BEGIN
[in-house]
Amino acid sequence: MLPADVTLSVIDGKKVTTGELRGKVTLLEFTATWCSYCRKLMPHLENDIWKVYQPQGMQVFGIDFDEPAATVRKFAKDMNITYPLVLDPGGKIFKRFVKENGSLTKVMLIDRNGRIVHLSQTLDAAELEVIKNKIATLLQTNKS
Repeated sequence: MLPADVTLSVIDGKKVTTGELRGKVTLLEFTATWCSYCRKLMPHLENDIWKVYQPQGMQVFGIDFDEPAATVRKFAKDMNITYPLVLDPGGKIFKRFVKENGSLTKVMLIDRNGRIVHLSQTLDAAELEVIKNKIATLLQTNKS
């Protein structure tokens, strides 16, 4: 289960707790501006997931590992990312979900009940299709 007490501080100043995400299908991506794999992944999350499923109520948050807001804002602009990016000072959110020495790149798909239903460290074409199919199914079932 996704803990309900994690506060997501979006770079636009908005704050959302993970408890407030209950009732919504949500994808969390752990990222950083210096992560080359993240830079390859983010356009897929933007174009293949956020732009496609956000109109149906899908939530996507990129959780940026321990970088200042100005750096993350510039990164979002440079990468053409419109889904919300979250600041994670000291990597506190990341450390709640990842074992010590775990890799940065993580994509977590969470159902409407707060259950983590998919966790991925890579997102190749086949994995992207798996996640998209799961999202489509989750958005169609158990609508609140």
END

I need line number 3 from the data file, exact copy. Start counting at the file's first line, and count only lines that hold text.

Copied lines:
Repeated sequence: MLPADVTLSVIDGKKVTTGELRGKVTLLEFTATWCSYCRKLMPHLENDIWKVYQPQGMQVFGIDFDEPAATVRKFAKDMNITYPLVLDPGGKIFKRFVKENGSLTKVMLIDRNGRIVHLSQTLDAAELEVIKNKIATLLQTNKS